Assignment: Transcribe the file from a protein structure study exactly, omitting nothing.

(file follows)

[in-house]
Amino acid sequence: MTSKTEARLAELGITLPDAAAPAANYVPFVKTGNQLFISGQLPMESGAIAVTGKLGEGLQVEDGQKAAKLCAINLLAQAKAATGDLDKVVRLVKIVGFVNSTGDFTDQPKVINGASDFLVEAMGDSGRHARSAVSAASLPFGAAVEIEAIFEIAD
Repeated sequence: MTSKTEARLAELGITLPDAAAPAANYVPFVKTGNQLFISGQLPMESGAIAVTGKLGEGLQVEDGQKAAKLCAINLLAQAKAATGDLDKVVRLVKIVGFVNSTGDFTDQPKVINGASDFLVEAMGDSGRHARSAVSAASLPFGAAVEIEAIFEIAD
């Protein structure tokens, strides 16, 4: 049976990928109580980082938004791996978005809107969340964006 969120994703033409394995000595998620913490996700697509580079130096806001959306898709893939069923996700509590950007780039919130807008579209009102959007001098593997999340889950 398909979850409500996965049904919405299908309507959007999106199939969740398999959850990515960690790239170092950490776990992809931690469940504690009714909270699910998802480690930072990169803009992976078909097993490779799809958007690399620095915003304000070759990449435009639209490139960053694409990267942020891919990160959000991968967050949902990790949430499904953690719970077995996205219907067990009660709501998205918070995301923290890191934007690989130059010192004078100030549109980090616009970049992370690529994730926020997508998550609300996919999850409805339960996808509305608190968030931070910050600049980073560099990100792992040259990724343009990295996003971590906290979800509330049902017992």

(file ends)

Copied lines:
[in-house]
Amino acid sequence: MTSKTEARLAELGITLPDAAAPAANYVPFVKTGNQLFISGQLPMESGAIAVTGKLGEGLQVEDGQKAAKLCAINLLAQAKAATGDLDKVVRLVKIVGFVNSTGDFTDQPKVINGASDFLVEAMGDSGRHARSAVSAASLPFGAAVEIEAIFEIAD
Repeated sequence: MTSKTEARLAELGITLPDAAAPAANYVPFVKTGNQLFISGQLPMESGAIAVTGKLGEGLQVEDGQKAAKLCAINLLAQAKAATGDLDKVVRLVKIVGFVNSTGDFTDQPKVINGASDFLVEAMGDSGRHARSAVSAASLPFGAAVEIEAIFEIAD
């Protein structure tokens, strides 16, 4: 049976990928109580980082938004791996978005809107969340964006 969120994703033409394995000595998620913490996700697509580079130096806001959306898709893939069923996700509590950007780039919130807008579209009102959007001098593997999340889950 398909979850409500996965049904919405299908309507959007999106199939969740398999959850990515960690790239170092950490776990992809931690469940504690009714909270699910998802480690930072990169803009992976078909097993490779799809958007690399620095915003304000070759990449435009639209490139960053694409990267942020891919990160959000991968967050949902990790949430499904953690719970077995996205219907067990009660709501998205918070995301923290890191934007690989130059010192004078100030549109980090616009970049992370690529994730926020997508998550609300996919999850409805339960996808509305608190968030931070910050600049980073560099990100792992040259990724343009990295996003971590906290979800509330049902017992």